Living simply in a new millennium

by Daniel Koustoufis (b. 1982)

We live in a complex time. There’s no argument that can be made to the contrary. Our nation is at war on two fronts. We are in the midst of one of the greatest political about-faces of the last hundred years. Technology is advancing faster than most people can keep up with. The economy is hovering somewhere between recession and depression. The unemployment rate is the highest it’s been in nearly twenty years. As Generation Y, we had a front row seat on the day the world changed.

Like generations before us, we have our moment of, “Where were you when.” Our “when,” of course was September 11, 2001. The Baby Boomers had the day that Kennedy was shot. The Greatest Generation had the day when Pearl Harbor was attacked. Each of these events changed their respective generation’s world forever. Gen-Y’s world will never return to the idyllic and booming time that was the end of the Clinton years.

As a generation, we should be flattered to know that many of previous generations think highly of our generation. Historians Neil Howe and William Strauss thought that Millennials could be the next great generation as far back as 2000. In 2008, Generation Y began to live up to that hypothesis and changed the political landscape. Largely because of our political activism, Barack Obama is sitting in the Oval Office.

As a generation, however, we should seek to take examples on how past generations struggled through their great problems. In the Great Depression, the Greatest Generation, largely children at the time, recall memories of meager suppertimes, and their fathers waiting in long lines for bread or for work as a day laborer. Nearly every member of the Greatest Generation can tell us a story of how difficult life was in the 1930’s. To me, these stories are inspirational. The story teller tells us of perseverance and simplicity.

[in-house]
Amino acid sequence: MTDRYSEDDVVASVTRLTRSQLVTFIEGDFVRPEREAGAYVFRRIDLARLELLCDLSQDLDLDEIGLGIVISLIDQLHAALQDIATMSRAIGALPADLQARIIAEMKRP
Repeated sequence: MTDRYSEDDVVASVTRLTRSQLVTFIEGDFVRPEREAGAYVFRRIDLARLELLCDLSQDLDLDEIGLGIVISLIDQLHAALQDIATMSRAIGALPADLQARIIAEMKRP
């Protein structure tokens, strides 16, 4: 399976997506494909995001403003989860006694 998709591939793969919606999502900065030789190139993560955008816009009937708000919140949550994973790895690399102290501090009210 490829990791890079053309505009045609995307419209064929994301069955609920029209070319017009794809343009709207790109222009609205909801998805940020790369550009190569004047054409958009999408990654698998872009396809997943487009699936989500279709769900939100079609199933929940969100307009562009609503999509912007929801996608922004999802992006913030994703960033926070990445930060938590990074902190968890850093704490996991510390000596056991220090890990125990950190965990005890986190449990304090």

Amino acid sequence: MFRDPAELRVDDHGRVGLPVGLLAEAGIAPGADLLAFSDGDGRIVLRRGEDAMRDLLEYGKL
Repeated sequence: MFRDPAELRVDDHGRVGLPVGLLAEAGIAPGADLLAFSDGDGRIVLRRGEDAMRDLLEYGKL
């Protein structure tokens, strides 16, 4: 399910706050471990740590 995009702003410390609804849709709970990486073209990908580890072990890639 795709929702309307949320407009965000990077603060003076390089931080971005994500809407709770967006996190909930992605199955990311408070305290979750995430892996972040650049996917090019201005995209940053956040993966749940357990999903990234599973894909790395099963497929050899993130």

Simplicity can be a foreign concept to anyone living in Generation Y. In order to make it through the tough times, one must realize that it’s the simple things in life that really matter: food, shelter, clothing, family. Some of the greatest joys of my life are simple. I love sitting down to a pancake breakfast with my wife and kids on a Saturday morning. I love taking the kids for a walk to the park, and to just sit and listen to their squeals of joy. I love listening to the Red Sox on the radio. I love sitting on my couch in the evening, looking across the room, and just admiring my beautiful, strong, independent wife.

Let’s simplify our lives. Let’s cook at home. Let’s go for a walk. Let’s let our kids play outside and be kids. Let’s pull through this most terrible economic slump and prove to the world that we are the next great generation.

Daniel Koustoufis is a firefighter in Massachusetts. He is also a father, a husband, an active church member, and a deep thinker.

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